This week, I’d like to share the latest developments in the making of one of my novels-in-progress, tentatively titled The Dreamers of the Dreams. It’s the story of what happens when an everyday guy meets the dreamer of the world he lives in. I wrote the first 50,000 words of this novel all the way back in November 2010. For the next three Novembers in a row, I unsuccessfully attempted to fit 50,000 words of writing into the spaces between workdays at my full-time job. This past fall, I decided to rebel against the rules for the first time and continue working on an existing novel draft, rather than starting a new project. I still didn’t get to 50,000 words, but I felt like I had moved forward with my writing goals.
Back in the fall, when I reread my first draft of my novel The Dreamers of the Dreams in preparation for NaNoWriMo, I found that although I still loved the story concept, the writing just seemed lackluster to me. It felt like something was missing. Today, I realized why that was: Most of the novel takes place in the world of one character’s dreams, but when I read it, it didn’t feel like it was set in a dream world. It felt like it was set in the everyday, real world. One of the most notable characteristics of dreams is that their events are often strange and offbeat by the standards of the real world, and the landscape is never the same from one dream to the next. However, all of this strangeness seems perfectly ordinary and natural to the dreamer while the dream is going on. That feeling is what’s missing from my novel draft.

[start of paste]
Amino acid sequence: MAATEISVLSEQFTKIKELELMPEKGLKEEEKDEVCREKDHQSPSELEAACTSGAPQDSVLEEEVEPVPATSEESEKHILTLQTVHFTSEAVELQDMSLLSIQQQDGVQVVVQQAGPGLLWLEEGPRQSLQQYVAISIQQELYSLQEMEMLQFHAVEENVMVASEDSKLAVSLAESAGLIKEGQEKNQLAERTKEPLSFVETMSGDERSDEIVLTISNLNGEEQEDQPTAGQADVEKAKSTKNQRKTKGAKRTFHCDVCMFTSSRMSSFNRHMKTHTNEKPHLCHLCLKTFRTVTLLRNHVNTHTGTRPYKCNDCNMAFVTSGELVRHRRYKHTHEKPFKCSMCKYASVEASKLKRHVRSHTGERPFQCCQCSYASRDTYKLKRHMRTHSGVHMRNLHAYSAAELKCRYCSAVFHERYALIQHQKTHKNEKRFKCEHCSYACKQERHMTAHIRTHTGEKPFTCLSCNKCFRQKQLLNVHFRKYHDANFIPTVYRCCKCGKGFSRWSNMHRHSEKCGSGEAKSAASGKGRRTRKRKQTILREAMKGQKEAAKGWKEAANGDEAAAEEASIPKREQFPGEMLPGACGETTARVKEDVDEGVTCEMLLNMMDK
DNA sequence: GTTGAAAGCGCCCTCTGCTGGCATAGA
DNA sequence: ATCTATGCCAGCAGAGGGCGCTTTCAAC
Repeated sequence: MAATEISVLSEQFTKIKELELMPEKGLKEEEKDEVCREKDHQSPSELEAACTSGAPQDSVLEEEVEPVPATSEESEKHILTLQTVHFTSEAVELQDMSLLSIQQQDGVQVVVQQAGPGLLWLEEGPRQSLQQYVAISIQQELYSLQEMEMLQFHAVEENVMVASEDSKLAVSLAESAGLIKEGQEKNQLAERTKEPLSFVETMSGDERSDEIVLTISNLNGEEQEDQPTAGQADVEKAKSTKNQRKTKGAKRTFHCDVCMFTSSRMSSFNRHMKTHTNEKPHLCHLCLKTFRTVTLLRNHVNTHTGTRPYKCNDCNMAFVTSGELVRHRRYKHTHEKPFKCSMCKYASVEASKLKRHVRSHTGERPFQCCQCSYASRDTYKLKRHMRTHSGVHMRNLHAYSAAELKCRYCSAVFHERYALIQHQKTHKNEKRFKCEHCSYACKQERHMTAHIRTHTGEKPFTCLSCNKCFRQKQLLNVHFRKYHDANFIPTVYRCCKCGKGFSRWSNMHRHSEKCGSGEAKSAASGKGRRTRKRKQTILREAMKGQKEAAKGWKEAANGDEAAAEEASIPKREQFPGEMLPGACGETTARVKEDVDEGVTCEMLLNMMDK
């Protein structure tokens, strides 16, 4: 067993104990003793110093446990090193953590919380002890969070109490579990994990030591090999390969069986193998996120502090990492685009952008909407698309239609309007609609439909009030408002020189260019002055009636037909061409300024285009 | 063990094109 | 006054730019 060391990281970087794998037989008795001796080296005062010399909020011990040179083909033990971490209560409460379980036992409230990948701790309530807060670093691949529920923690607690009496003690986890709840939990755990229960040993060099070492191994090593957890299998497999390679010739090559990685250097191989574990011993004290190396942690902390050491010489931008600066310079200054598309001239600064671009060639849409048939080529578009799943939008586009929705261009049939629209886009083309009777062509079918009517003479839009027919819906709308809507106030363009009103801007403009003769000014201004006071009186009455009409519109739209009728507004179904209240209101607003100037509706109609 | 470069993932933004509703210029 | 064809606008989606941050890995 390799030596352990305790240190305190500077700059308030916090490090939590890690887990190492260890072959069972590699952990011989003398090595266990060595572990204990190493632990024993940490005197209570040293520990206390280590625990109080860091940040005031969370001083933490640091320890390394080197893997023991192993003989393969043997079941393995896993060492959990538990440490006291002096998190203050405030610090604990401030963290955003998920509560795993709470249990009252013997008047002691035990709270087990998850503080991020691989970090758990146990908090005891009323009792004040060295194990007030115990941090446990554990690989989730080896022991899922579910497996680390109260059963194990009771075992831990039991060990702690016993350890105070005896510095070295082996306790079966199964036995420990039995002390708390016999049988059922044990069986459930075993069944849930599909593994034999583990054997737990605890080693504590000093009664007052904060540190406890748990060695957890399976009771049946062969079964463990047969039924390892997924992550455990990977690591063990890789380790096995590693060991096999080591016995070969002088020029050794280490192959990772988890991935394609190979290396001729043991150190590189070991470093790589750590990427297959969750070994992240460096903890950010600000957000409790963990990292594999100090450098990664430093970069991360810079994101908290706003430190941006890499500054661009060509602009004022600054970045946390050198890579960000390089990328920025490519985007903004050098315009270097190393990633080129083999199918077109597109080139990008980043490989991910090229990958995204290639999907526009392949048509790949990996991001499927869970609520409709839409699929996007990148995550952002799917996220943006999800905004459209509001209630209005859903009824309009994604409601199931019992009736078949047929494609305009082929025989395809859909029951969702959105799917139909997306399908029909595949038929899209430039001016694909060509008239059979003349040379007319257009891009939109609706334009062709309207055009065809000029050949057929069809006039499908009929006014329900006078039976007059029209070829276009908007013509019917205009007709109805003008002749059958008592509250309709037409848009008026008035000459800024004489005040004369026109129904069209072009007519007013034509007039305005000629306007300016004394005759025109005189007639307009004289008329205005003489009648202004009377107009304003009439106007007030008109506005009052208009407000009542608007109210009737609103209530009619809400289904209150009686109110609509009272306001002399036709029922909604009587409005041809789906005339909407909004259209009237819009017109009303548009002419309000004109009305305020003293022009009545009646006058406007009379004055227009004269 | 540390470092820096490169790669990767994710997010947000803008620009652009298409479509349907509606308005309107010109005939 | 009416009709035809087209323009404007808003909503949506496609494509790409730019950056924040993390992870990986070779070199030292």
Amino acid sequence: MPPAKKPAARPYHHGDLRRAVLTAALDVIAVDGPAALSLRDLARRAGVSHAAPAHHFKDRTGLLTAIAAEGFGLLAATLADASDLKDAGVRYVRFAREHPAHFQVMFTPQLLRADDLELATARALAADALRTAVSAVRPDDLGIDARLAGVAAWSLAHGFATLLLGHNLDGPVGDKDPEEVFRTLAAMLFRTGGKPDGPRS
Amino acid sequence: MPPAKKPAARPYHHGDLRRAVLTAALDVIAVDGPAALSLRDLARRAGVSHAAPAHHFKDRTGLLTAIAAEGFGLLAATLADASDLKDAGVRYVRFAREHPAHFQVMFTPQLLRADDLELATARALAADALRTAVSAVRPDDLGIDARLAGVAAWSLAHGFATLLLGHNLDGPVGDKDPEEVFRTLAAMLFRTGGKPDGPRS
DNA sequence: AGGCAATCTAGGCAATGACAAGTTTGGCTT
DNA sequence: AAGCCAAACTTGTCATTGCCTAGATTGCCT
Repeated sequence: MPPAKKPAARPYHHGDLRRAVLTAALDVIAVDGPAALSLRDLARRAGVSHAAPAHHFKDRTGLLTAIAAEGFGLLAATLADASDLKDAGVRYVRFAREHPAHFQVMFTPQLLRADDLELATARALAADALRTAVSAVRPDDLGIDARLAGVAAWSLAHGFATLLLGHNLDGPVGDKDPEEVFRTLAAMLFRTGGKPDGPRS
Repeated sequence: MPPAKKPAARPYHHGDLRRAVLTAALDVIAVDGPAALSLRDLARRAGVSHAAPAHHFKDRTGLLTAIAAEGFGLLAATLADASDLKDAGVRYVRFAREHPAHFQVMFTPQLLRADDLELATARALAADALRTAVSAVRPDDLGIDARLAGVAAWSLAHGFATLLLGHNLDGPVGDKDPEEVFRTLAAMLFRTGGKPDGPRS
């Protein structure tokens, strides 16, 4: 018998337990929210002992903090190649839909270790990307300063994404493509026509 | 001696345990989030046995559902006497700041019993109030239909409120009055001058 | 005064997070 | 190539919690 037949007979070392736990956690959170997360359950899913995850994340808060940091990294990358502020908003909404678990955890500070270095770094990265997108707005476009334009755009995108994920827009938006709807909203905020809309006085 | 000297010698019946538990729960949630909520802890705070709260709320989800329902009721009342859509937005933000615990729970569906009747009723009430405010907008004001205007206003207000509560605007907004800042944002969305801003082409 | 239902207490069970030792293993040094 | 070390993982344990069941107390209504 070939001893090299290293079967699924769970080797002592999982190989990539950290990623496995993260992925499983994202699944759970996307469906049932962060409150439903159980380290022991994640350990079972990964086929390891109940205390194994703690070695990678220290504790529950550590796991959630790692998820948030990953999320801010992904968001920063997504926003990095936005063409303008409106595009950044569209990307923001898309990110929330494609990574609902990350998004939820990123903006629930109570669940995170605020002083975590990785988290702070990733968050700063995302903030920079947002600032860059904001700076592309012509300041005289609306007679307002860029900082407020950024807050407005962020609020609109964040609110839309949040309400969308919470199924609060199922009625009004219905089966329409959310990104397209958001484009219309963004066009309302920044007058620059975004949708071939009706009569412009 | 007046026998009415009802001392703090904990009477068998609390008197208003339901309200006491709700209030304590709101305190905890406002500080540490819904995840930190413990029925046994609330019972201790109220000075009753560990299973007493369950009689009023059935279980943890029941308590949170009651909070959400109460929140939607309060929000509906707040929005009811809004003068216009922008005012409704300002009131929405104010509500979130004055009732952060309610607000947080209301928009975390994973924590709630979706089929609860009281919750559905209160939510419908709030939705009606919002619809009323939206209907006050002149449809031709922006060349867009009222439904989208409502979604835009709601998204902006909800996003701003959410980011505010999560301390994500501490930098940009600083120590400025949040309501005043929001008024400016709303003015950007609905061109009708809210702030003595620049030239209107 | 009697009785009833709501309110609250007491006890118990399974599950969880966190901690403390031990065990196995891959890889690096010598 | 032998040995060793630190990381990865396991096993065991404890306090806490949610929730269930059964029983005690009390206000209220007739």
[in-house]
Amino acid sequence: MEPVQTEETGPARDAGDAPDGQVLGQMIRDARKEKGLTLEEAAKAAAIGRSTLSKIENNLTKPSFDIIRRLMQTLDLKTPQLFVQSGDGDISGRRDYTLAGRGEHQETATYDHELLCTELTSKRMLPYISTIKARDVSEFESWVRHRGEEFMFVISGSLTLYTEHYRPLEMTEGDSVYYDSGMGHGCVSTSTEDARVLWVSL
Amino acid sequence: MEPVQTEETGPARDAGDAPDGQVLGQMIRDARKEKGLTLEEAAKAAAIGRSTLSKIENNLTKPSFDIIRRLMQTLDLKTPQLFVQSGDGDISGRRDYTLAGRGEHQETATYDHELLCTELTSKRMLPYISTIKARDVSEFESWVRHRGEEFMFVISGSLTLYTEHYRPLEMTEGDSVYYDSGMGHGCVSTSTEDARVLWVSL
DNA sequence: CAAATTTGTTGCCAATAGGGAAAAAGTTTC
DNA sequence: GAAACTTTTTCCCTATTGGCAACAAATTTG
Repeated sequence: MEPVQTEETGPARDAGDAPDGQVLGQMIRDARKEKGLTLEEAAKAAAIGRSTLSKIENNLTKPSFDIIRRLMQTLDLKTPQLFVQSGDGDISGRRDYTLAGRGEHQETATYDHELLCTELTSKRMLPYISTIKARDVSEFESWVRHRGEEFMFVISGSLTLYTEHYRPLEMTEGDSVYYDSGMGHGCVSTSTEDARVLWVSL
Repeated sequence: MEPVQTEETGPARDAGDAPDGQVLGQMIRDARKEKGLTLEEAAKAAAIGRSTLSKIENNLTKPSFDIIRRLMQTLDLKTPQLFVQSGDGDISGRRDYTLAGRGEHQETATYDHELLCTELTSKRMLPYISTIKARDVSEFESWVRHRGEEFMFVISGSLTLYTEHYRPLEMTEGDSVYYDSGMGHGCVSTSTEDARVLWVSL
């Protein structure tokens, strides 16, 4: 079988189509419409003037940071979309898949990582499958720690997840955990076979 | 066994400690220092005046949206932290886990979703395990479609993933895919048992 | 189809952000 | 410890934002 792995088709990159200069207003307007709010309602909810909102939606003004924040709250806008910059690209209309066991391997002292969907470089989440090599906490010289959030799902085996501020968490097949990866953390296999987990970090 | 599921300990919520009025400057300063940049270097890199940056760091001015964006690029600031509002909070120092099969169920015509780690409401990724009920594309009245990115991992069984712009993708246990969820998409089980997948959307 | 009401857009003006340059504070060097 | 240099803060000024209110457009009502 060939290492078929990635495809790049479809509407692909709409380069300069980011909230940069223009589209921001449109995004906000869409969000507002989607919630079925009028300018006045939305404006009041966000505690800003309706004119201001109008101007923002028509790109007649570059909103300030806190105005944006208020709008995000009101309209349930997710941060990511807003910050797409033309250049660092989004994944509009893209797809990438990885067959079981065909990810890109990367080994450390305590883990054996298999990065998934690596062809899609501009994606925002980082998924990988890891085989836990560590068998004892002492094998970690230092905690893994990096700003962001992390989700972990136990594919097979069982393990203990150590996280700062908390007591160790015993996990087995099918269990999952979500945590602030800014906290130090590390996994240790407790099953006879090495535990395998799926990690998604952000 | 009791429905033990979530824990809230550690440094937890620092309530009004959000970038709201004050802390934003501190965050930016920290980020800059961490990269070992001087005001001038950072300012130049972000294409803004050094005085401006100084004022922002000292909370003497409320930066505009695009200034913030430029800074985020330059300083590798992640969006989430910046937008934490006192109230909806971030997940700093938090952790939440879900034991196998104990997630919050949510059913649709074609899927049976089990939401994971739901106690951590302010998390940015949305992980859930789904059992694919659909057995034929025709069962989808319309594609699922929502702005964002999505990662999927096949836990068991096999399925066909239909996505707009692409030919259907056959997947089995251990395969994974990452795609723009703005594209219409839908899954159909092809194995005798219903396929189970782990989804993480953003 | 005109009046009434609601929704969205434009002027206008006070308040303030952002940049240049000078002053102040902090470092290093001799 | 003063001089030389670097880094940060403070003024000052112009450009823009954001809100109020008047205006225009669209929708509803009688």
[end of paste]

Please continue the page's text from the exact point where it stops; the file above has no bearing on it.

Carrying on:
Here’s an example: Last night, I had a dream in which my parents had just bought a house for our family, but it was starting to slide off a cliff. Is this scenario at least theoretically possible in reality? Yes. Is it at all likely to happen? No. Did I realize just how strange and unlikely this scenario was during the dream? No, not at all.
My novel’s setting needs more of that dreamlike flavor. To be specific, it needs more references to plausible-but-unlikely events happening in the background, and more little things that have changed from one chapter to the next, like the colors of cars or the route between one destination and another. They need to be subtle and unobtrusive, and not seem like continuity errors. There need to be just enough of them to suggest that this setting is not the ordinary, real world, but without giving away the fact that this is a dream world before Corey reveals that fact to Landen. Most importantly, it needs to be clear from the way Landen and his fellow dream characters react that they don’t perceive any of those odd events as being out of the ordinary.
Corey and Landen are the two main characters of the novel; Corey is the dreamer, and Landen is a character who keeps showing up in his dreams for reasons neither of them completely understand. Landen is the main point-of-view character, and he thinks the world he’s always lived in is the real world until the events of the plot convince him otherwise. What I want to get across in the next draft of my novel is that, to Landen, the odd little quirks and inconsistencies that characterize dreams are normal. He is a native of the dream world, after all; for him, the world has always just been that way. That will also add another interesting dynamic to these characters’ relationship with each other, as they figure out that they have very different ideas of what is and isn’t normal.
This is the first of what I hope will be many blog posts that give a behind-the-scenes look at my writing process. I have many novels in various stages of the process, and one of my big goals for this year is to get to The End of at least one of them. I’m using this blog both to record the process and to keep myself honest about my progress on all my creative endeavors.